Betty Castle, Queen of the Flower-beds
by Matt Black
kneels with spade, ready to plant, reserved face,
plain suit, looks like wool, warm and practical but not
the height of fashion, the photo shows a woman
busy gardening, with get-on-with-it post-war determination,
the station mistress, doing sterling work for this proud station.
But the mystery remains, why our Betty Castle came
to spend her days creating lovely Edens, painting
rocks, like seaside scenes, her prize-winning garden,
where dozing eyes will wander, rest and wonder
as the Shakespeare Express puff-puff-puffs in to Henley-in-Arden.
Maybe Betty paced Platform 2b or not 2b,
jittery with joy, feverish for her young RSC Valentino
on the clouds-of-steam 12.03 to Stratford-upon-Avon.
Maybe his lean face never showed. Betty never recovered.
From that day on smiling flowerbeds were her lovers.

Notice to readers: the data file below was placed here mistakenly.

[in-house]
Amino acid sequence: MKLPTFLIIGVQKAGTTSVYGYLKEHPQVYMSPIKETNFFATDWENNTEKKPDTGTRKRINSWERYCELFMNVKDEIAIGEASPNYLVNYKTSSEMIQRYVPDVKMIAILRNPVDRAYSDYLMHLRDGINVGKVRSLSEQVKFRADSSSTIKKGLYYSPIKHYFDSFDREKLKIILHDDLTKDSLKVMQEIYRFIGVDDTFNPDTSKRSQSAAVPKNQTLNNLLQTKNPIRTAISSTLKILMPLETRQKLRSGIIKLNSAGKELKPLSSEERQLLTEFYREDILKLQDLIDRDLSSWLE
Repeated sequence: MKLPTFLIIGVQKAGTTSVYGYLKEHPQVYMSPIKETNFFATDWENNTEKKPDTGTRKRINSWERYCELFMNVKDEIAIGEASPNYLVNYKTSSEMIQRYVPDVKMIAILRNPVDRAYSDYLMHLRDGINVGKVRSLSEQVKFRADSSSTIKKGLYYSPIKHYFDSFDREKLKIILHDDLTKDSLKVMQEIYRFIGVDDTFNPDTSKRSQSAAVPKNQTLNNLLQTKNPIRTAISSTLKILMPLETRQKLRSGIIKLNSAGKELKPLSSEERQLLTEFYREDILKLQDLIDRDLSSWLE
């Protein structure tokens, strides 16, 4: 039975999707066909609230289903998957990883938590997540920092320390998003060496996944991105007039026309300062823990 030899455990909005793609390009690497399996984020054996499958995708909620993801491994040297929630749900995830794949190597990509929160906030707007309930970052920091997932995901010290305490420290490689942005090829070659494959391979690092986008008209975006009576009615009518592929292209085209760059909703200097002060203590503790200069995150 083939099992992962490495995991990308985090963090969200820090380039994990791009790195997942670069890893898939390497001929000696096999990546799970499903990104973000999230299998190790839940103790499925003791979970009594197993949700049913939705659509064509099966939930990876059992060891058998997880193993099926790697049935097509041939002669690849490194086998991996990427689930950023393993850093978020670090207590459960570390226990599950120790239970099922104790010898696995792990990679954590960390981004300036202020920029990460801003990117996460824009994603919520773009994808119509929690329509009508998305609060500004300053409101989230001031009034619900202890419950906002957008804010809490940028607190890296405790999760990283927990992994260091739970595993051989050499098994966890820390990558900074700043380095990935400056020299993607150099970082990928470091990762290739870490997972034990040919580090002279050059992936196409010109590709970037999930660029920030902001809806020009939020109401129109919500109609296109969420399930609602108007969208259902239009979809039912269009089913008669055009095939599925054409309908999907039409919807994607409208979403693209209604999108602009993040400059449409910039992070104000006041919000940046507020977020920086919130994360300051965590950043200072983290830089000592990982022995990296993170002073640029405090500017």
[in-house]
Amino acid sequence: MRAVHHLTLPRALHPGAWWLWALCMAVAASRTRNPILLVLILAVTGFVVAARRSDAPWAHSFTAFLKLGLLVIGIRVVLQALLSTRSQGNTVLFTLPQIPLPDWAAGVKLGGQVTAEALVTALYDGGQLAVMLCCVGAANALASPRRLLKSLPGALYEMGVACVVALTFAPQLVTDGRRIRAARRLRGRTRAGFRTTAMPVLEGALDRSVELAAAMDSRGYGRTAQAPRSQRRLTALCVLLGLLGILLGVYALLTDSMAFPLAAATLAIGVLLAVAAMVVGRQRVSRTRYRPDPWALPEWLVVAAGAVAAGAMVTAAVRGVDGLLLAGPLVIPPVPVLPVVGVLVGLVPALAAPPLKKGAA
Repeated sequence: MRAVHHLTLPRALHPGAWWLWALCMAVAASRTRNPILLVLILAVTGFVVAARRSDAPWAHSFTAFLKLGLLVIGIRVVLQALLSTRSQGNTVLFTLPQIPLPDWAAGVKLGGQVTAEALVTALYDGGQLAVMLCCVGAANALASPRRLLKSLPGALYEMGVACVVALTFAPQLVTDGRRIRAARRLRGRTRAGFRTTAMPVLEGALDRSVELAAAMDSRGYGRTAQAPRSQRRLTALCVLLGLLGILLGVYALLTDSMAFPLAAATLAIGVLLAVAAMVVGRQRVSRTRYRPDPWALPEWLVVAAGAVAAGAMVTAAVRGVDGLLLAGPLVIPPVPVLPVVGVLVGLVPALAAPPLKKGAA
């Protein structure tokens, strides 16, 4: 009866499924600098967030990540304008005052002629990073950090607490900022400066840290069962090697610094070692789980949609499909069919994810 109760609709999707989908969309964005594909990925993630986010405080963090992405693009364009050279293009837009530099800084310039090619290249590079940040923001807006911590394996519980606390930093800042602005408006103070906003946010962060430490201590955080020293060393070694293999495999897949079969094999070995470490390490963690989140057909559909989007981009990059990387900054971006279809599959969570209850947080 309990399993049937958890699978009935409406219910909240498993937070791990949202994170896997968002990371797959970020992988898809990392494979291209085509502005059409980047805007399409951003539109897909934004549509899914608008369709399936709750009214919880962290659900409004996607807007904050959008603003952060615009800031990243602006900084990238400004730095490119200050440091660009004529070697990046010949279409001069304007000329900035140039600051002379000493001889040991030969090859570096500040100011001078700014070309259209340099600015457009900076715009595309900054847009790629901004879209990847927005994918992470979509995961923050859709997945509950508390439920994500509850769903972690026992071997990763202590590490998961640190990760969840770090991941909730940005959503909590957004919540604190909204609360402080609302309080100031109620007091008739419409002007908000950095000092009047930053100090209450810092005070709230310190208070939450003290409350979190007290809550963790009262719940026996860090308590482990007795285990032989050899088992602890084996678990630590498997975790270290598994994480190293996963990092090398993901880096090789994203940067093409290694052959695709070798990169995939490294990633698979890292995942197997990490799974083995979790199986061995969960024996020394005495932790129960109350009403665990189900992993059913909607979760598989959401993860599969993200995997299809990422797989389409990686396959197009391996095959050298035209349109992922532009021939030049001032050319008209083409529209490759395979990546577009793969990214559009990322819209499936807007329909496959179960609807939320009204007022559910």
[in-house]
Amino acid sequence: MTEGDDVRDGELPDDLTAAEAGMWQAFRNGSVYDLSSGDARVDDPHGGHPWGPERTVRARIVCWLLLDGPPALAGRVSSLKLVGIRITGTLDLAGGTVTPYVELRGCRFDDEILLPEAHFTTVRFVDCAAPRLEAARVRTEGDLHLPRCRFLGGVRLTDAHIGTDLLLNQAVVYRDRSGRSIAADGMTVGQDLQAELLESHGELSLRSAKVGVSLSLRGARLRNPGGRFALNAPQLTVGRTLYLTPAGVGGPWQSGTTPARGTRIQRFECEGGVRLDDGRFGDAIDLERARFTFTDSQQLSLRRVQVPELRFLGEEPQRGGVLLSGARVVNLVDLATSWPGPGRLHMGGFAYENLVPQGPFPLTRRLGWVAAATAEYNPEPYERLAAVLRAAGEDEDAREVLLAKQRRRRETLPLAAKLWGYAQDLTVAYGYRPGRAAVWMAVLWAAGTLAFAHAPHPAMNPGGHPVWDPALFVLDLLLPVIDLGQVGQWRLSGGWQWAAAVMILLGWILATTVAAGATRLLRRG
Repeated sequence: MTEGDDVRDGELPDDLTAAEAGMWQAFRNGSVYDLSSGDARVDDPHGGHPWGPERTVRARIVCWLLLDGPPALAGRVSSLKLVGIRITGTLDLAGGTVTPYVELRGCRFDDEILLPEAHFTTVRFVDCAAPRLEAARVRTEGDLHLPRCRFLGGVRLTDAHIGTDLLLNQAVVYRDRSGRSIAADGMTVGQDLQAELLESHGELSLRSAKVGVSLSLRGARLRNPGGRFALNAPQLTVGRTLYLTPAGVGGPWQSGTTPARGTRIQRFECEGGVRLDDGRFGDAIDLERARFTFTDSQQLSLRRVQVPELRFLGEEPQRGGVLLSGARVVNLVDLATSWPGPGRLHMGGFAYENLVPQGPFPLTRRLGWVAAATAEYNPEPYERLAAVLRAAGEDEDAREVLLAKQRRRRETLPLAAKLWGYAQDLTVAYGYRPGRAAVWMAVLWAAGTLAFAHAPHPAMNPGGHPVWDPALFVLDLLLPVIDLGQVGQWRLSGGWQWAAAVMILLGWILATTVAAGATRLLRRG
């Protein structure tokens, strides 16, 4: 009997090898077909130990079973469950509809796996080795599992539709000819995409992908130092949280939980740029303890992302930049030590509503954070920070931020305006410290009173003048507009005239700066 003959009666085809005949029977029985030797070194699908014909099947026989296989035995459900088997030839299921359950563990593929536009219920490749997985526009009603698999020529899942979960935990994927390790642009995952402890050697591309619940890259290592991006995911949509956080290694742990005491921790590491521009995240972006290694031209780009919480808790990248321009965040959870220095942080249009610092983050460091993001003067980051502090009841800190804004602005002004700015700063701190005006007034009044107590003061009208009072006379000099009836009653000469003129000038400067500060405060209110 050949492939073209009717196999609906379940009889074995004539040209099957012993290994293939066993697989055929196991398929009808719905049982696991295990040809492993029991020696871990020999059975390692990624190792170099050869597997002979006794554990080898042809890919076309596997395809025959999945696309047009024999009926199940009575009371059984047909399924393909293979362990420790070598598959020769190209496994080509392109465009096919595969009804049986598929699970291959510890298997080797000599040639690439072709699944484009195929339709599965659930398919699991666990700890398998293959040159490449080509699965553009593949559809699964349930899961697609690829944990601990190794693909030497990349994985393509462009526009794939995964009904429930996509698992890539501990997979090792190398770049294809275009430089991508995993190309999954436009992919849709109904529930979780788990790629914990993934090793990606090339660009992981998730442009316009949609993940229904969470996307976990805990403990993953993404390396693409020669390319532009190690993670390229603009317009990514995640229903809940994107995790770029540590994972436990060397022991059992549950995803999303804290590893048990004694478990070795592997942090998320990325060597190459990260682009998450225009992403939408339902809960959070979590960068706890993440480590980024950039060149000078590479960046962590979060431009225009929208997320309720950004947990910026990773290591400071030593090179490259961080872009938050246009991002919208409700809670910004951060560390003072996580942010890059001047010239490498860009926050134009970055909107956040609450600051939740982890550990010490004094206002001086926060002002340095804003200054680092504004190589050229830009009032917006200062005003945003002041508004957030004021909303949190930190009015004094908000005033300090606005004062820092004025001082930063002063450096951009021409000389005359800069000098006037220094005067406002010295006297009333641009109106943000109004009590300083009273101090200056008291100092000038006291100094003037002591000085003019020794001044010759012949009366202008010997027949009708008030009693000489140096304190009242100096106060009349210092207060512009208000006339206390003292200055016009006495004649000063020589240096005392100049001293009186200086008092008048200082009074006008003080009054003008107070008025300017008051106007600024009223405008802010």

Maybe Betty was always shy, at school, at home,
always the mysterious loner, for no discernible reason.
Maybe her Dad never took her to Weston-Super-Mare,
or Mother was unkind, so she shut down, spent a life
building yearned-for seasides in her mind.
“How do we get here?” The station asks.
“To being us.” But no one knows. Maybe Betty did
kick her heels, let her hair down at the Black Swan.
But Betty’s pride guards the soft stuff inside,
hides the story behind her serious expression.
These rocks, this wild garden, such profusion.
Daffodils, pansies, geraniums, reds, yellows, greens.
You look up at us, Betty, and your quiet eyes sing,
Here is love, here is spring, and for you, and you, and you
I spend my days on platforms planting dreams.